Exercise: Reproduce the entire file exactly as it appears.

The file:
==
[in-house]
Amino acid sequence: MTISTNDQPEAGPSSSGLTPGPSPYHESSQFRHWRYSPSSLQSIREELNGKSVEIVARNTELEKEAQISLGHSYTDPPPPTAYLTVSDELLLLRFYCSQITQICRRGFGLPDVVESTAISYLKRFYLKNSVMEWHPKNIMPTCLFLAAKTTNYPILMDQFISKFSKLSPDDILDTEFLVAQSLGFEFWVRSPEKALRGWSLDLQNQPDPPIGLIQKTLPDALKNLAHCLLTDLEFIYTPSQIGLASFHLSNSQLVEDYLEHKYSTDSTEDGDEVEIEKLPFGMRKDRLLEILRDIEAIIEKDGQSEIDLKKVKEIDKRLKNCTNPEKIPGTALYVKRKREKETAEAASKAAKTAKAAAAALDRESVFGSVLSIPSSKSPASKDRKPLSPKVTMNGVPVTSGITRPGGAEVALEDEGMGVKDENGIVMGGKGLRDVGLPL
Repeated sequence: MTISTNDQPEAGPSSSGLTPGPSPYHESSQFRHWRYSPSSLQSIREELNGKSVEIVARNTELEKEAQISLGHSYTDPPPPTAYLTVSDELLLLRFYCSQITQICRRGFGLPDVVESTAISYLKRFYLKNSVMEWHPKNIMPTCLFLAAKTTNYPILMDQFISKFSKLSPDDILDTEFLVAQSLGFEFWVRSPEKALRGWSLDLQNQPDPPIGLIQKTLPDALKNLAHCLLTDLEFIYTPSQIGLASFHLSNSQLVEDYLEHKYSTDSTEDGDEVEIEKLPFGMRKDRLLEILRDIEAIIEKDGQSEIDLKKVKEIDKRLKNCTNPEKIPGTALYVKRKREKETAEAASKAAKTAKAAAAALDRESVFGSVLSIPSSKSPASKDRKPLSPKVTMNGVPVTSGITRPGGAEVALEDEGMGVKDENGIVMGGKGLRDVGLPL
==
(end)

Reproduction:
[in-house]
Amino acid sequence: MTISTNDQPEAGPSSSGLTPGPSPYHESSQFRHWRYSPSSLQSIREELNGKSVEIVARNTELEKEAQISLGHSYTDPPPPTAYLTVSDELLLLRFYCSQITQICRRGFGLPDVVESTAISYLKRFYLKNSVMEWHPKNIMPTCLFLAAKTTNYPILMDQFISKFSKLSPDDILDTEFLVAQSLGFEFWVRSPEKALRGWSLDLQNQPDPPIGLIQKTLPDALKNLAHCLLTDLEFIYTPSQIGLASFHLSNSQLVEDYLEHKYSTDSTEDGDEVEIEKLPFGMRKDRLLEILRDIEAIIEKDGQSEIDLKKVKEIDKRLKNCTNPEKIPGTALYVKRKREKETAEAASKAAKTAKAAAAALDRESVFGSVLSIPSSKSPASKDRKPLSPKVTMNGVPVTSGITRPGGAEVALEDEGMGVKDENGIVMGGKGLRDVGLPL
Repeated sequence: MTISTNDQPEAGPSSSGLTPGPSPYHESSQFRHWRYSPSSLQSIREELNGKSVEIVARNTELEKEAQISLGHSYTDPPPPTAYLTVSDELLLLRFYCSQITQICRRGFGLPDVVESTAISYLKRFYLKNSVMEWHPKNIMPTCLFLAAKTTNYPILMDQFISKFSKLSPDDILDTEFLVAQSLGFEFWVRSPEKALRGWSLDLQNQPDPPIGLIQKTLPDALKNLAHCLLTDLEFIYTPSQIGLASFHLSNSQLVEDYLEHKYSTDSTEDGDEVEIEKLPFGMRKDRLLEILRDIEAIIEKDGQSEIDLKKVKEIDKRLKNCTNPEKIPGTALYVKRKREKETAEAASKAAKTAKAAAAALDRESVFGSVLSIPSSKSPASKDRKPLSPKVTMNGVPVTSGITRPGGAEVALEDEGMGVKDENGIVMGGKGLRDVGLPL